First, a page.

Prof. Shukui Qin is the deputy director of People’s Liberation Army (PLA) 81 Hospital (Nanjing, China), director of Cancer Center of Chinese PLA, and director of National Drug Clinical Trial Agency of PLA 81 Hospital. He serves as the executive member of the Asian Clinical Oncology Society (ACOS), chair of Chinese Society of Clinical Oncology (CSCO), council member of PLA Medical Science Commission (and the executive member of its oncology society), member of the Oncology Branch of Chinese Medical Association.
After decades of clinical practice and scientific research, Prof. Qin has accumulated rich experiences in the medical treatment of gastrointestinal cancers and their bone metastases. Prof. Qin has published over 400 articles in peer-reviewed journals and 44 scientific books. He has been granted numbers of professional awards at the ministerial and provincial levels (including four first-class prizes, two second-class prizes, seven third-class prizes, and two fourth-class prizes). Currently he is the editor-in-chief of two highly rated journals (Journal of Clinical Oncology and Clinical Oncology Tribune) in China (Figure 1).
The 16th Annual Meeting of Chinese Society of Clinical Oncology (CSCO) was held at Xiamen International Conference Center from Sep 25 to 29, 2013. Prof. Shukui Qin shared his professional view on Strategy on liver cancer treatment for Asian population.
CCO: What are the major characteristics of Asian hepatocellular carcinoma (HCC) patients, especially Chinese patients?
Prof. Qin: More than 75% of HCC occur in the Asia-Pacific region. When compared with patients in the rest of the world, the prognosis is worse and survival time is shorter in Asian patients, which owes to the heterogeneity of HCC between East and West. And the etiology, the staging, the malignant biological behaviors (clinical manifestations), clinical treatment strategies are quite different between the West and Asia. Even some researchers think HCC is really (actually) two diseases.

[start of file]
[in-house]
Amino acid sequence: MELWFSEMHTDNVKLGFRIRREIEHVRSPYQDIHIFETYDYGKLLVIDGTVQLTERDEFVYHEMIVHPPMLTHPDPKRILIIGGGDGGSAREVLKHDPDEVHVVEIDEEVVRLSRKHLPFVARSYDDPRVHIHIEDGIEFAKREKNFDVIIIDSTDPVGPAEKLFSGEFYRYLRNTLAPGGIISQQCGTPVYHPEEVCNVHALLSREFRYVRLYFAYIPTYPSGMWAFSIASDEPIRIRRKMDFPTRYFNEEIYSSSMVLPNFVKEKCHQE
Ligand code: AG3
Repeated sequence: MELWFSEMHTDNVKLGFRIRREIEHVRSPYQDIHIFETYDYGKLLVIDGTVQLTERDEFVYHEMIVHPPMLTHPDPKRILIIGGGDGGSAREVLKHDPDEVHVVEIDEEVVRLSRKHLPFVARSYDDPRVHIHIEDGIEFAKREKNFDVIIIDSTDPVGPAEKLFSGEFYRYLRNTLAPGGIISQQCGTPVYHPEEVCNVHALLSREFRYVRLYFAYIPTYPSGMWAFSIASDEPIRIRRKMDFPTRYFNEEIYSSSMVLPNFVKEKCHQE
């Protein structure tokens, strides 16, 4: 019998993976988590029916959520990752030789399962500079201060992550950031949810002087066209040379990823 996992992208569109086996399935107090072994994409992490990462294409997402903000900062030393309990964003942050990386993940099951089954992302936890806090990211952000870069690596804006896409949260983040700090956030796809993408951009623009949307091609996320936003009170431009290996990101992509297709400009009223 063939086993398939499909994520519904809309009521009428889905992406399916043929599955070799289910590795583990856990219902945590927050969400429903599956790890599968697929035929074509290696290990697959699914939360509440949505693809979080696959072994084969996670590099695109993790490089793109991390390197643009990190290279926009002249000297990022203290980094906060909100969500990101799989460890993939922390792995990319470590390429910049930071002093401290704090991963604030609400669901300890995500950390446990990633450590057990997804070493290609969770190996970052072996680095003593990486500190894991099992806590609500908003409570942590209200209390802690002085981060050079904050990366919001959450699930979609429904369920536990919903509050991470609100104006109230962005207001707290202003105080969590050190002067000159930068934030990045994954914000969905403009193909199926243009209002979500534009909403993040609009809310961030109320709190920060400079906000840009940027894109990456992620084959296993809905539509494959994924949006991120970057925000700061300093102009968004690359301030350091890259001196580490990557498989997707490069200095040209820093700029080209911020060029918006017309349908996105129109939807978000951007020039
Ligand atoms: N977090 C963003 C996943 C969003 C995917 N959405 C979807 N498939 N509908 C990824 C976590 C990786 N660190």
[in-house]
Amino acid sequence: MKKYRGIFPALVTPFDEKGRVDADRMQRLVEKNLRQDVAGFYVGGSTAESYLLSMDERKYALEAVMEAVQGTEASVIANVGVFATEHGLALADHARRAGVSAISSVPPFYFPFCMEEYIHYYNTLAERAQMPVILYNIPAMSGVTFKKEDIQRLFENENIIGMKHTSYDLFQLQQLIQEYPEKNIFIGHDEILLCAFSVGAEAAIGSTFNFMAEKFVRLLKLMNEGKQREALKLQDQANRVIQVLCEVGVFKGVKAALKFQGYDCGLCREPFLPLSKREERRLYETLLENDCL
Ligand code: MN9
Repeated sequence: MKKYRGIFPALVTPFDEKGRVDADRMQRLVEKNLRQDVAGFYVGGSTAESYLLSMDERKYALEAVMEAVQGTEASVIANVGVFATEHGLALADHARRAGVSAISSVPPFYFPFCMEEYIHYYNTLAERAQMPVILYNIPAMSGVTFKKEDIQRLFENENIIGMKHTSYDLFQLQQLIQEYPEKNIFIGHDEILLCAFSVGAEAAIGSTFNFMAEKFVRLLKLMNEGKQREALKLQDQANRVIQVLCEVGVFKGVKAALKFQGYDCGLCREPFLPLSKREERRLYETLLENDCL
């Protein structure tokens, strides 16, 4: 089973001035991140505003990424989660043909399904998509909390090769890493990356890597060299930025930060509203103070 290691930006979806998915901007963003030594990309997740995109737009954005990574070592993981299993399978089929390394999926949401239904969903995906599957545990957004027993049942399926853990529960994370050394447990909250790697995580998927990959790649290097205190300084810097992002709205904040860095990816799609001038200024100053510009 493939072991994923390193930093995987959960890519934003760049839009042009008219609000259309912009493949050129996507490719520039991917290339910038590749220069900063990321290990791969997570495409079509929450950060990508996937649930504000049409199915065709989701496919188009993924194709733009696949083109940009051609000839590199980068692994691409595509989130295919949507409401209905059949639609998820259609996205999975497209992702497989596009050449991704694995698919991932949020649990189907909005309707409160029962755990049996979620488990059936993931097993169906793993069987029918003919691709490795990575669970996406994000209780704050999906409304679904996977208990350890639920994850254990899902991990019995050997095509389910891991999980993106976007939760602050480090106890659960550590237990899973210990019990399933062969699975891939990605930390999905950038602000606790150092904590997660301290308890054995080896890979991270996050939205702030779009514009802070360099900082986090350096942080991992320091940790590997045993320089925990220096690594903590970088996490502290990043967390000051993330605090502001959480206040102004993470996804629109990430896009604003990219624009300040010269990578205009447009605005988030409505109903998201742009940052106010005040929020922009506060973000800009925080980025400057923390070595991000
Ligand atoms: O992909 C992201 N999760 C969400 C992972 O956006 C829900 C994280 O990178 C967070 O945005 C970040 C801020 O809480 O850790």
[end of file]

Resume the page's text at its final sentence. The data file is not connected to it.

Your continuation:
For example, chronic infection with hepatitis B virus (HBV) remains the dominant risk factor in China, while the cause of 75% HCC in America, Europe, Japan and Indonesia is hepatitis C infection (HCV). In addition, in Asia area especially in China, other risk factors include water pollution (blue-green algae), excessive alcohol consumption and food pollution (aflatoxins). But HCC usually associated with liver metabolic disease (non-alcoholic steatohepatitis), autoimmune diseases, cryptogenic hepatitis or cryptogenic cirrhosis in America, Europe and Japan, and this trend goes more and more obviously.
More specifically in China, HCC has significantly Chinese characteristics with about 55% of the global new cases of HCC and 45% to 50% deaths in the world occurred in China. HCC has been the second leading cause of death caused by cancer in China. In addition, most (85%) of the patients has been diagnosed with the mid or late-stage HCC according to Barcelona clinic liver cancer staging system (BCLC staging system) when first diagnosed, and 78% of the patients associate with other liver diseases (mainly HBV and liver cirrhosis) in China.
CCO: In your opinion, how to make appropriate treatment strategies based on characteristics of Chinese HCC patients?
Prof. Qin: Just like the treatments for other cancers, it is important to advocate multidisciplinary collaboration and multimodality treatment approaches in the management of HCC. In terms of curative treatment, surgical operation is the preferred option, including hepatectomy and liver transplantation, and we can also perform focal ablation for early stage HCC. As for the palliative treatment, focal ablation and interventional therapy, we have made significant progress in systemic treatment especially in molecular targeted treatment and systemic chemotherapy in recent years. Furthermore, we have also made some beneficial exploration in precise radiotherapy.
The main characteristics of Chinese HCC patients: first diagnosed with the mid or late-stage HCC and most of the patients associate with HBV and liver cirrhosis. Since there are two different diseases (the highly malignant tumor and chronic liver disease) in the same organ in one patient at the same time, they may influence each other and reinforce a vicious cycle.